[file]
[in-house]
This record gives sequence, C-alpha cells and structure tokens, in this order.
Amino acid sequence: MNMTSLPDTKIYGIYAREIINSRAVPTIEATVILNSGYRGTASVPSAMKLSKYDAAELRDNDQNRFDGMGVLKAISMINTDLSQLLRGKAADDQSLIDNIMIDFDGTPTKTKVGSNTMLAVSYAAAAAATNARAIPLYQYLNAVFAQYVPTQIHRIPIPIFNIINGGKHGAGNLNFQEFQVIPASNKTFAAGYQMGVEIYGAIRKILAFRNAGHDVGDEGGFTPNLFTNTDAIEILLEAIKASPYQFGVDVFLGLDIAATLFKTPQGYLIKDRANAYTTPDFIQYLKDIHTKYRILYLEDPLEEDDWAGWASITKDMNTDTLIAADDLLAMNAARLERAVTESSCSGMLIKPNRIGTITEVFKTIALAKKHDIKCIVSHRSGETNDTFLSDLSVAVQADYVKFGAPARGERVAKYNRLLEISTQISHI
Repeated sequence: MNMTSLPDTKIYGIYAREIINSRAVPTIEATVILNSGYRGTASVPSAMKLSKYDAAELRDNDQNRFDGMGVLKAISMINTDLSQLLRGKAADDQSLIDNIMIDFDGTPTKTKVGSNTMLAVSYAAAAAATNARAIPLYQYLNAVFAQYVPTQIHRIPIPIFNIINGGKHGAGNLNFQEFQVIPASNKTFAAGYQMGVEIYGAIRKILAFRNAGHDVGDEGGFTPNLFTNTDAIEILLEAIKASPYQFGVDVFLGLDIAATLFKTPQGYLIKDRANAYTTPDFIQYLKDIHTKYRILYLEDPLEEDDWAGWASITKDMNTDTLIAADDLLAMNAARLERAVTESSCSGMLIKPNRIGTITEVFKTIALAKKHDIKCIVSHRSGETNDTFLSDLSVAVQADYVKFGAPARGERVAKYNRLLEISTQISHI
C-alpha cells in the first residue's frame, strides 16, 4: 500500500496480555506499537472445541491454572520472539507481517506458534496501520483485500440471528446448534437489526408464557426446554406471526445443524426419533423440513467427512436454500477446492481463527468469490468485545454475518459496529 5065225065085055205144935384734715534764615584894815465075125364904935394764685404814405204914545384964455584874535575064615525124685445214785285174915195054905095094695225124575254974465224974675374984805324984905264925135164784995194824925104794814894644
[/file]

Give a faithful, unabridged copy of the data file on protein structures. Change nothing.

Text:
[in-house]
This record gives sequence, C-alpha cells and structure tokens, in this order.
Amino acid sequence: MNMTSLPDTKIYGIYAREIINSRAVPTIEATVILNSGYRGTASVPSAMKLSKYDAAELRDNDQNRFDGMGVLKAISMINTDLSQLLRGKAADDQSLIDNIMIDFDGTPTKTKVGSNTMLAVSYAAAAAATNARAIPLYQYLNAVFAQYVPTQIHRIPIPIFNIINGGKHGAGNLNFQEFQVIPASNKTFAAGYQMGVEIYGAIRKILAFRNAGHDVGDEGGFTPNLFTNTDAIEILLEAIKASPYQFGVDVFLGLDIAATLFKTPQGYLIKDRANAYTTPDFIQYLKDIHTKYRILYLEDPLEEDDWAGWASITKDMNTDTLIAADDLLAMNAARLERAVTESSCSGMLIKPNRIGTITEVFKTIALAKKHDIKCIVSHRSGETNDTFLSDLSVAVQADYVKFGAPARGERVAKYNRLLEISTQISHI
Repeated sequence: MNMTSLPDTKIYGIYAREIINSRAVPTIEATVILNSGYRGTASVPSAMKLSKYDAAELRDNDQNRFDGMGVLKAISMINTDLSQLLRGKAADDQSLIDNIMIDFDGTPTKTKVGSNTMLAVSYAAAAAATNARAIPLYQYLNAVFAQYVPTQIHRIPIPIFNIINGGKHGAGNLNFQEFQVIPASNKTFAAGYQMGVEIYGAIRKILAFRNAGHDVGDEGGFTPNLFTNTDAIEILLEAIKASPYQFGVDVFLGLDIAATLFKTPQGYLIKDRANAYTTPDFIQYLKDIHTKYRILYLEDPLEEDDWAGWASITKDMNTDTLIAADDLLAMNAARLERAVTESSCSGMLIKPNRIGTITEVFKTIALAKKHDIKCIVSHRSGETNDTFLSDLSVAVQADYVKFGAPARGERVAKYNRLLEISTQISHI
C-alpha cells in the first residue's frame, strides 16, 4: 500500500496480555506499537472445541491454572520472539507481517506458534496501520483485500440471528446448534437489526408464557426446554406471526445443524426419533423440513467427512436454500477446492481463527468469490468485545454475518459496529 5065225065085055205144935384734715534764615584894815465075125364904935394764685404814405204914545384964455584874535575064615525124685445214785285174915195054905095094695225124575254974465224974675374984805324984905264925135164784995194824925104794814894644